Adrian Cheok Talk: “Everysense Everywhere Human Communication”

Adrian Cheok Talk: “Everysense Everywhere Human Communication”

Time: Friday 25.9.2015 at 10.15-12

Place: TUT, Tietotalo, TB109 (Korkeakoulunkatu 1, 33710 Tampere)

Adrian Cheok was visiting Tampere and gave an inspiring talk on the title “Everysense Everywhere Human Communication”. Cheok was also one of the main speakers in MindTrek 2015. The talk at TUT was organized by UBINET doctoral network. Adrian Cheok is the Director of the recently established Imagineering Institute, Malaysia, and Professor of Pervasive Computing, in City University London. He has been working on research covering mixed reality, human-computer interfaces, wearable computers and ubiquitous computing, fuzzy systems, embedded systems, power electronics.

http://adriancheok.info/

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Problem in current interaction with computers is that all the interaction happens behind the glass or window. In human interaction nonverbal communication is extremely powerful – 60 % of all information transformed face-to-face is nonverbal.

Traditionally interacting with devices has included visual, audial and tactile feedback. Adrian Cheok’s group designs for multimodal and multisensory interaction – bringing all the senses to the interaction. Vision of Adrian Cheok’s group is to augment reality with artificially created stimuli. Visual, sound, touch, smell and taste. Smell and taste connect to the limbic system, which links to memories and feelings, and thus have great possibilities in emotional design.

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Humans can develop new types of communication environments using all the senses, including touch, taste, and smell, which can increase support for multi-person multi-modal interaction and remote presence. Cheok suggested alternative ubiquitous computing environments based on an integrated design of real and virtual worlds. Cheok used Sensorama, the first system enabling also olfactory feedback, as an example of how traditional the idea of multisensory interaction is.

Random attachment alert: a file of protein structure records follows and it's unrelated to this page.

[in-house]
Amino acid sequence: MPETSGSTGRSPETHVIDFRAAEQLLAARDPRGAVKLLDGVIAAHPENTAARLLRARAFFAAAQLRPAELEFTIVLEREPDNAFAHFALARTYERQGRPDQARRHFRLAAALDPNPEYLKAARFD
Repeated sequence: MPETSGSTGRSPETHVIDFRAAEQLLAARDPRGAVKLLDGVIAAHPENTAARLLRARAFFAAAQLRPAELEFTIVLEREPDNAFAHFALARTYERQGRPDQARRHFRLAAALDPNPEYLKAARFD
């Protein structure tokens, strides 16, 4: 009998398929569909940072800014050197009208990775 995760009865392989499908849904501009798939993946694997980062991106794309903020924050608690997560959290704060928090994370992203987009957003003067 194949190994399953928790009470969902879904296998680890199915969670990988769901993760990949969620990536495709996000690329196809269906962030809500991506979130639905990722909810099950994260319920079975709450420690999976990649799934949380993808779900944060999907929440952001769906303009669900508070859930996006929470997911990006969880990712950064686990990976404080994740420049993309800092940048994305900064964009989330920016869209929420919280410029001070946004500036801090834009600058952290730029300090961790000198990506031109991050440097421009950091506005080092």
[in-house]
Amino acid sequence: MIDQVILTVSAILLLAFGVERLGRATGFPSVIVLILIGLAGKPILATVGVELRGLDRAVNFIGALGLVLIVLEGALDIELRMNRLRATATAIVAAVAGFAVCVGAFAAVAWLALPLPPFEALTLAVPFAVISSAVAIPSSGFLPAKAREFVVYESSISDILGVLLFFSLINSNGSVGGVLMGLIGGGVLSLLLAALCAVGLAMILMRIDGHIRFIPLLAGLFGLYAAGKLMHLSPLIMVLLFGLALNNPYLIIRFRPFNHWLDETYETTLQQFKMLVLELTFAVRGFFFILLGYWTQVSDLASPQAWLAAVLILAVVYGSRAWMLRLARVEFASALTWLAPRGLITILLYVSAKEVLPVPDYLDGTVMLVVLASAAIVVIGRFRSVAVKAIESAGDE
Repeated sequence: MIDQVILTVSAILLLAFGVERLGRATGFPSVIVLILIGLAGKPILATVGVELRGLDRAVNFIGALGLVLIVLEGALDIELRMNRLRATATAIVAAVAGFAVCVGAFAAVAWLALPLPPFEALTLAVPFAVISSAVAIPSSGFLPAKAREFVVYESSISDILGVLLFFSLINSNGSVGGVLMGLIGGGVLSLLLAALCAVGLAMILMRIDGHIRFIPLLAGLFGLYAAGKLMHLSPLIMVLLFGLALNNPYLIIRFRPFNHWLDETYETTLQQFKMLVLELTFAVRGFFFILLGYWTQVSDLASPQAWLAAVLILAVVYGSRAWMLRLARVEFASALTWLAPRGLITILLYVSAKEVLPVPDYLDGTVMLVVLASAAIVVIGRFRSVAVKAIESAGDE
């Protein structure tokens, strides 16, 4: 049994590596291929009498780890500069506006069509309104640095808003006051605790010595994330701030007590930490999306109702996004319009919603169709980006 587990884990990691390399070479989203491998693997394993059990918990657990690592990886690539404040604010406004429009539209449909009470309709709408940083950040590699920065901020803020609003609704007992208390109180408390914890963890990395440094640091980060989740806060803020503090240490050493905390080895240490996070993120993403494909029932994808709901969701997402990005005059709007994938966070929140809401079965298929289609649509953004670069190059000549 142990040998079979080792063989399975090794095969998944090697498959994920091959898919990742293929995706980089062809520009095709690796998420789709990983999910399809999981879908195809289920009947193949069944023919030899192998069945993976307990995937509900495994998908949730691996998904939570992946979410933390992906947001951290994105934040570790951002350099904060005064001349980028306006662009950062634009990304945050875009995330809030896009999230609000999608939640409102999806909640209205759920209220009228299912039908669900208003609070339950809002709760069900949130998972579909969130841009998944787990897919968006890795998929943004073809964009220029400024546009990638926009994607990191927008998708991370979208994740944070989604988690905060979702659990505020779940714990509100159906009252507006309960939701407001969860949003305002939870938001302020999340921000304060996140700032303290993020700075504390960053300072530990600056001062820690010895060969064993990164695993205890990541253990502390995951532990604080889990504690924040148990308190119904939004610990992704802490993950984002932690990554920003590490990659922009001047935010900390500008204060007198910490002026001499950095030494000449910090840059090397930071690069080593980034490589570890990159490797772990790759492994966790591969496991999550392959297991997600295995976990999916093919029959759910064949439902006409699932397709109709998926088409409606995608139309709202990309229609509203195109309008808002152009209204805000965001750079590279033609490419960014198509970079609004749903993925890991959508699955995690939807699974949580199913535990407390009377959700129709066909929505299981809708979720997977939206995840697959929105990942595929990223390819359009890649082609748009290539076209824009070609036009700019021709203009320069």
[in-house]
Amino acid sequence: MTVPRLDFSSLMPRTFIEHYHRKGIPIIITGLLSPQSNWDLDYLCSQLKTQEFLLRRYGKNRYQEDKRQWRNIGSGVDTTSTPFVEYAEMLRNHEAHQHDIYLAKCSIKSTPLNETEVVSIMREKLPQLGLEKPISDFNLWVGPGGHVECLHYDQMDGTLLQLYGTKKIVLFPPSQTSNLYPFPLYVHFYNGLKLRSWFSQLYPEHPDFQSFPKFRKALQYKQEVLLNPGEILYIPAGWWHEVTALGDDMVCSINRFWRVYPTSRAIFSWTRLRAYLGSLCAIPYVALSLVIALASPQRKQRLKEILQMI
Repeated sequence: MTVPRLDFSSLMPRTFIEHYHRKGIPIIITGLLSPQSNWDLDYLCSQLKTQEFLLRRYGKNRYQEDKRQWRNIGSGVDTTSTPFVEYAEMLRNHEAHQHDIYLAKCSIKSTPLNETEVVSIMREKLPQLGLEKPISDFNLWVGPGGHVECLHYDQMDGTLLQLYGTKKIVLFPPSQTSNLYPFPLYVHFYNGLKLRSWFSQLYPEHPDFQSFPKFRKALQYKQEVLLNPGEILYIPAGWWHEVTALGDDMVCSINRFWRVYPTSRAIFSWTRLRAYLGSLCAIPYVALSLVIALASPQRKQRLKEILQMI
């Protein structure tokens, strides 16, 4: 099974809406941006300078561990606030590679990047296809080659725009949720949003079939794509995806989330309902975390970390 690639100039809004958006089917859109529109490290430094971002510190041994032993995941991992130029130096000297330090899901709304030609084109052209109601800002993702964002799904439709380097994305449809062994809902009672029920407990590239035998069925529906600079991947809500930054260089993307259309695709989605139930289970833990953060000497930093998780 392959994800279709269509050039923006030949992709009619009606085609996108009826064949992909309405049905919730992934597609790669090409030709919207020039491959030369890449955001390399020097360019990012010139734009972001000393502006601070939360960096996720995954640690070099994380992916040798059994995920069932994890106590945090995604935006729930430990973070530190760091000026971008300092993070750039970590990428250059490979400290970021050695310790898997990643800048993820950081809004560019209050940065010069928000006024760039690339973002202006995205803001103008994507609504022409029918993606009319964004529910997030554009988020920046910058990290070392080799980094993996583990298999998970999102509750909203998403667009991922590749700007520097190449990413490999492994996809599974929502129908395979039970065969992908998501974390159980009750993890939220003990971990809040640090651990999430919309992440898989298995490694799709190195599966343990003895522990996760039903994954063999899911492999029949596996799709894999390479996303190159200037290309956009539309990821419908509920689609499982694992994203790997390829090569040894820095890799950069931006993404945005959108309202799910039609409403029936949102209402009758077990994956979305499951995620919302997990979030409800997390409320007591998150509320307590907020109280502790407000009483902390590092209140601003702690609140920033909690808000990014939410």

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Cheok claims that also possibilities of tactile feedback are underused. In communications between humans, touch is essentially important. Emotional messaging, by hugging and transferring a feel of hug through haptic feedback was one of the ideas their group has tested. Also, using haptic feedback in kiss messaging – application and device called Kissenger.

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Cheok aims for new kind of tele-presence with all the senses included. One of the possibilities of touch-based communication in the future is that where the touch traditionally is one-to-one, in digitalized form it can be one-to-many.

RingU concept enables users to remotely send touch, caresses and hugs through the haptic feedback in a form of ring.

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But not only in human-to-human interaction, also when interacting with animals touch is important. Cheok introduced system to mediate feeling of touch to animals.

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Digitizing the senses

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Cheok claimed that our brain is living in a virtual reality even now – all the perceptions are interpretations of physical things by brain. We see the world through the filter of our senses and the brain interpretations can be tricked or digitized.

 

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Scentee: 60 gram device that can be attached to your mobile phone and can generate different smells.

Smell can effect and relieve muscular pain, e.g. neck and back pain. Smells released in the office space could make people feel better. Olfactory sensations require chemical stimuli, but taste neurons can be activated with electric signals. Adriand Cheok introduced device that can produce sour taste through electric signals.

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In the end of the lecture, Cheok discussed possibilities of food messaging, food printing and communication. E.g. edible messages, even 3D food printing in the future can be possible. Children would be able to program food dishes without the heat, fire and knives and all the dangerous or hard-to-use things. Cheok claimed, that as in every new media, there will be downsides, but in the end the aim is to increase human happiness.

 

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